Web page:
Suppliers failing to get plants to up their price
A farmer I spoke to yesterday morning, paraphrasing new Ireland manager Martin O'Neill, said that "half of the beef factories are bad cops and the other half are bad bad cops".
The quotes and prices he will be reading about in this column will do little to improve his opinion. Steer quotes are stuck at the €4/kg with non-quality assured stock being quoted a base of at least 10c/kg below this figure in places.
Most farmers are failing to get the plants up much from this even money but 405c/kg has been achieved. Heifer base quotes are generally at the 410c/kg but farmers are securing 415c/kg.
If you have plainer type O grade bulls, the North at 390c/kg plus free transport continues to be unmatched in the South where quotes are more often in the 370-380c/kg bracket. R grades are making between 390-400c/kg with the U grades at 400-410c/kg. The higher figure seems to be more associated with the midlands.
Cull cow quotes vary quite a bit with as high as 40-45c/kg of a difference between what one farmer might be quoted from one plant and what another might get from a plant elsewhere. This is especially true for the good heavy cows.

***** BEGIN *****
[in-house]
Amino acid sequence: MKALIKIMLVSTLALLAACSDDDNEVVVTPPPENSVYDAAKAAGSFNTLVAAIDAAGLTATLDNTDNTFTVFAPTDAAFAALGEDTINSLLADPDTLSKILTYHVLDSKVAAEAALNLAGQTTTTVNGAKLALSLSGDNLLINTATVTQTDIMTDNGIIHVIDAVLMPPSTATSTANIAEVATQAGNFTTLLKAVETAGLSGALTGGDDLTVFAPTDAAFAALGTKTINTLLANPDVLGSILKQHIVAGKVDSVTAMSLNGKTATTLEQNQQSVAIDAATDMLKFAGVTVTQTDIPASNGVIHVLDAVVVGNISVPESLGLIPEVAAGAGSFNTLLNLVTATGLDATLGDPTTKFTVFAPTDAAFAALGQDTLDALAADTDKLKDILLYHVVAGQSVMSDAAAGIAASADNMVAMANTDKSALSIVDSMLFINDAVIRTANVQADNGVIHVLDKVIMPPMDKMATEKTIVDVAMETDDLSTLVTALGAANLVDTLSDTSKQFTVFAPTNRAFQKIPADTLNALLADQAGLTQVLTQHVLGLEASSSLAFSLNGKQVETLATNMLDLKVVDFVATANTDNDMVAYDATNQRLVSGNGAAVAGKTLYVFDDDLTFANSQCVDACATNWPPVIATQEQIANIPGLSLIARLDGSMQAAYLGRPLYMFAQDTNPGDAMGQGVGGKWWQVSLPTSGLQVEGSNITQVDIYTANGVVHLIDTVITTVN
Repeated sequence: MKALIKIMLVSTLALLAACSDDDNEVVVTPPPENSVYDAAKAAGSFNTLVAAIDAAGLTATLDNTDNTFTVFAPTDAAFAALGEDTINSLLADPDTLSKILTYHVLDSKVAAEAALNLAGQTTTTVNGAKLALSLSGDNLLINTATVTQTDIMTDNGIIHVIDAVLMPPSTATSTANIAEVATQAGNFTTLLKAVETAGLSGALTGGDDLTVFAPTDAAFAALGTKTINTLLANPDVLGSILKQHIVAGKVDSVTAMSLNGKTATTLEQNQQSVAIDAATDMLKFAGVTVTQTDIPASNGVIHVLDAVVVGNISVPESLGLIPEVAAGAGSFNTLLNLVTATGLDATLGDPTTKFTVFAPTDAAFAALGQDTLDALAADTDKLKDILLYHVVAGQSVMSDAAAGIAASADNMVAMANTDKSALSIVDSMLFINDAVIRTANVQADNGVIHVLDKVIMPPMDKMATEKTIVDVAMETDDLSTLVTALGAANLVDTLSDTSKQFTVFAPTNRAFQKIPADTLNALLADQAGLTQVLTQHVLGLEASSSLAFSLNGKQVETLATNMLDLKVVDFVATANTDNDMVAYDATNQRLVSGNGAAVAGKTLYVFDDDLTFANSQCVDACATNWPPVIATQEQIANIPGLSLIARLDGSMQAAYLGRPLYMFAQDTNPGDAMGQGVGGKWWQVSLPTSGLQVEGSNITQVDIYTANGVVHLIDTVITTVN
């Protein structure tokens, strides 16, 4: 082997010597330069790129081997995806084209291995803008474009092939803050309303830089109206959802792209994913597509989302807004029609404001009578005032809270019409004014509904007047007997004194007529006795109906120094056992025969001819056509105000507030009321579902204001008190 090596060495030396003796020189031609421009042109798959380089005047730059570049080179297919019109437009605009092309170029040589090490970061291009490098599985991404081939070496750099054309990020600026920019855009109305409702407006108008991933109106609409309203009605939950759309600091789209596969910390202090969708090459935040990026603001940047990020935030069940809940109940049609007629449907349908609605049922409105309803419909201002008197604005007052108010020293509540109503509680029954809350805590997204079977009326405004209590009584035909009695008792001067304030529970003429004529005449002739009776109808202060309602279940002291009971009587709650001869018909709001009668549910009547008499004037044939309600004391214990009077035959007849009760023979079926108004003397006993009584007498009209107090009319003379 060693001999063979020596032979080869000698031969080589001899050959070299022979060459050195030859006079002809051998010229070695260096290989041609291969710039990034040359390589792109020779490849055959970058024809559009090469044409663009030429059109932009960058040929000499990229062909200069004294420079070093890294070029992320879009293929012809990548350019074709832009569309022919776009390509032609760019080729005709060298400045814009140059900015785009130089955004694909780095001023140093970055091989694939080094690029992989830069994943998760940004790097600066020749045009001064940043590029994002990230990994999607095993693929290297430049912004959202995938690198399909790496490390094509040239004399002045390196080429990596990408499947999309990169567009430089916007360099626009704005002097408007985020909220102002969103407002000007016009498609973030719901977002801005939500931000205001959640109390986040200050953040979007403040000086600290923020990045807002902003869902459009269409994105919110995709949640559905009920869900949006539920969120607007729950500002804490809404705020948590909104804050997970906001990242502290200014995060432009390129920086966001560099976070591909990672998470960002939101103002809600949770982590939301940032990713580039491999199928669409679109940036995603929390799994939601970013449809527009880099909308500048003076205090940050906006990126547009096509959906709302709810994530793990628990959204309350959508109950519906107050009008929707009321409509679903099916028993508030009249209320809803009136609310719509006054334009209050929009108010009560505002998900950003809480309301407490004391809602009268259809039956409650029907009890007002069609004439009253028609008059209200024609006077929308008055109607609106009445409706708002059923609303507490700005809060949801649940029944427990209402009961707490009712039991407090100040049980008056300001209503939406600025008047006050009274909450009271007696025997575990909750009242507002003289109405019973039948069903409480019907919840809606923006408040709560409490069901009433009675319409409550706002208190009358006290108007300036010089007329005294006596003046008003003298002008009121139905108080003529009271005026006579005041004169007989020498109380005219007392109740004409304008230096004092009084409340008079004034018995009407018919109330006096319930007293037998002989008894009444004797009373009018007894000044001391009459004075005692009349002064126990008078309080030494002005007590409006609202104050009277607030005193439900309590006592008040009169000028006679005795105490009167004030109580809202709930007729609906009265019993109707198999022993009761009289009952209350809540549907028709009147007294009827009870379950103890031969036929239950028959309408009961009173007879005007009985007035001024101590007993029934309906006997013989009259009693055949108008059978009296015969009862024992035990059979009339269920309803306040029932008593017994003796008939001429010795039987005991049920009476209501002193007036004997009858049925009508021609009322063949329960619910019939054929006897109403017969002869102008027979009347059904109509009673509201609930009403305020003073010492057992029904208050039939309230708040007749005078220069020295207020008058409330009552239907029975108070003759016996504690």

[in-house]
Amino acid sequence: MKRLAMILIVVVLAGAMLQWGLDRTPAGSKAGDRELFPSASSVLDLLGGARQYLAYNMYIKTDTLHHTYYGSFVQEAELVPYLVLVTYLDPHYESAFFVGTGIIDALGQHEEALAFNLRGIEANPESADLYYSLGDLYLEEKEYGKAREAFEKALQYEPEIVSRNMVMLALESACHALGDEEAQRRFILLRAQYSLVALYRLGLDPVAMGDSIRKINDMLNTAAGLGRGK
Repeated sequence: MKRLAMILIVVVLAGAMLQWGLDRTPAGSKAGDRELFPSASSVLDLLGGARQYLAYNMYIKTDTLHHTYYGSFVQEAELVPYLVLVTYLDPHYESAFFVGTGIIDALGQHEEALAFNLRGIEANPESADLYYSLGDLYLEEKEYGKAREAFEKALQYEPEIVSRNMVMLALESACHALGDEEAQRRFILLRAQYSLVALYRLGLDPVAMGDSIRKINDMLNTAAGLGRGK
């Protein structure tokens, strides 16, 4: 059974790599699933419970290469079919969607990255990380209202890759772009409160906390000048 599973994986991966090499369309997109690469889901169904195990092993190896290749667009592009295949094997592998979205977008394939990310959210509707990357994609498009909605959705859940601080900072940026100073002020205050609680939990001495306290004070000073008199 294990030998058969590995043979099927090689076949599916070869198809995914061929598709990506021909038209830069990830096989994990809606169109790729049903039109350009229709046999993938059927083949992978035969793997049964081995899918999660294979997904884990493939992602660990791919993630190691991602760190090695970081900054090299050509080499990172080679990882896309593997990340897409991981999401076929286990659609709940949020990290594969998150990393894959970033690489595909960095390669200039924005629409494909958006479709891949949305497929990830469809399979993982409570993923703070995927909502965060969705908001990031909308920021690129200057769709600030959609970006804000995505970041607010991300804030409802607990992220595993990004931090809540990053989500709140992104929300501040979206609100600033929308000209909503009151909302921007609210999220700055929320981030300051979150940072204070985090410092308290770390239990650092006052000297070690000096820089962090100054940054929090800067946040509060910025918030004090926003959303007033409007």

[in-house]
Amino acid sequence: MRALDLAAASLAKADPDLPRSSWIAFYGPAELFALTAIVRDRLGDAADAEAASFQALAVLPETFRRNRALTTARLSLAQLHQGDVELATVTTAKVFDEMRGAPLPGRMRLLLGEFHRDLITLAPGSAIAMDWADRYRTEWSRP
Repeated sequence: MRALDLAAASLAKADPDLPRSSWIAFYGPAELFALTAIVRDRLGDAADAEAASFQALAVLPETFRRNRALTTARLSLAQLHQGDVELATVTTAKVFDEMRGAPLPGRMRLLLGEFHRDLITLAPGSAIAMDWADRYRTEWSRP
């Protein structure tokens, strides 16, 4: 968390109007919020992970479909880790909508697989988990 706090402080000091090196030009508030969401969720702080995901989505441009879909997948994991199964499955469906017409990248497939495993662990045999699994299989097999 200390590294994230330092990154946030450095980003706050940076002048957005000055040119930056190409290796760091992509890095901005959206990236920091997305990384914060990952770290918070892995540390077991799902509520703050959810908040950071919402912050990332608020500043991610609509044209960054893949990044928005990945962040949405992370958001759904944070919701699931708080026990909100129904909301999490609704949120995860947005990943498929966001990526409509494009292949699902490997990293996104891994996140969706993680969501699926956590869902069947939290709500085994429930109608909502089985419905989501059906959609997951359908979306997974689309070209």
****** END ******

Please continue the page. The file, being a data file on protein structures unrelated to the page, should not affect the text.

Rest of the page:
Prices of 385-390c/kg have been paid for top U grades while at the same time some farmers have sold similar cows for 350c/kg. The R grades are not much different, with a price range of 330-375c/kg being paid. We might give out about the factories keeping prices down but many farmers have no one to blame but themselves if they are losing out on up to 45c/kg. On a 400kg carcase this runs up to close on €200. Very few O grades are sold outside of a range from 310-335c/kg. P grade cows are making from 300-320c/kg.
There was little change in the cattle trade last week according to Bord Bia, which reflects steady demand for supplies as trade builds for the Christmas period. Trade is also being helped by tight supplies across our key export markets.